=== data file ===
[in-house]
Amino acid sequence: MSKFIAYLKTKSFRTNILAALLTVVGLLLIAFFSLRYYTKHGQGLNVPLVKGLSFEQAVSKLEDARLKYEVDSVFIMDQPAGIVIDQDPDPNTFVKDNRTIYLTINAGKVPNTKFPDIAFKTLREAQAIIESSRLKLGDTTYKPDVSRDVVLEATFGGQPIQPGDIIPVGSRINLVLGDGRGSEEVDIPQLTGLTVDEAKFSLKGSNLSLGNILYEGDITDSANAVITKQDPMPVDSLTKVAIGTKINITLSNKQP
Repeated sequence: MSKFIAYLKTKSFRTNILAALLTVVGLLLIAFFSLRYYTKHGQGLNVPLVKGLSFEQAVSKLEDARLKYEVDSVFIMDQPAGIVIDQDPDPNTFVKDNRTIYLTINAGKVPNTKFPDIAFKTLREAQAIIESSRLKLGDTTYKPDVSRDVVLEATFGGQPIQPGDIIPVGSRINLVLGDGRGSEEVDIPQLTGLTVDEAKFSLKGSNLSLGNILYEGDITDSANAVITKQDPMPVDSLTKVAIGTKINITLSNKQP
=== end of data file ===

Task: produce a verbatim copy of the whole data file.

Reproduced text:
[in-house]
Amino acid sequence: MSKFIAYLKTKSFRTNILAALLTVVGLLLIAFFSLRYYTKHGQGLNVPLVKGLSFEQAVSKLEDARLKYEVDSVFIMDQPAGIVIDQDPDPNTFVKDNRTIYLTINAGKVPNTKFPDIAFKTLREAQAIIESSRLKLGDTTYKPDVSRDVVLEATFGGQPIQPGDIIPVGSRINLVLGDGRGSEEVDIPQLTGLTVDEAKFSLKGSNLSLGNILYEGDITDSANAVITKQDPMPVDSLTKVAIGTKINITLSNKQP
Repeated sequence: MSKFIAYLKTKSFRTNILAALLTVVGLLLIAFFSLRYYTKHGQGLNVPLVKGLSFEQAVSKLEDARLKYEVDSVFIMDQPAGIVIDQDPDPNTFVKDNRTIYLTINAGKVPNTKFPDIAFKTLREAQAIIESSRLKLGDTTYKPDVSRDVVLEATFGGQPIQPGDIIPVGSRINLVLGDGRGSEEVDIPQLTGLTVDEAKFSLKGSNLSLGNILYEGDITDSANAVITKQDPMPVDSLTKVAIGTKINITLSNKQP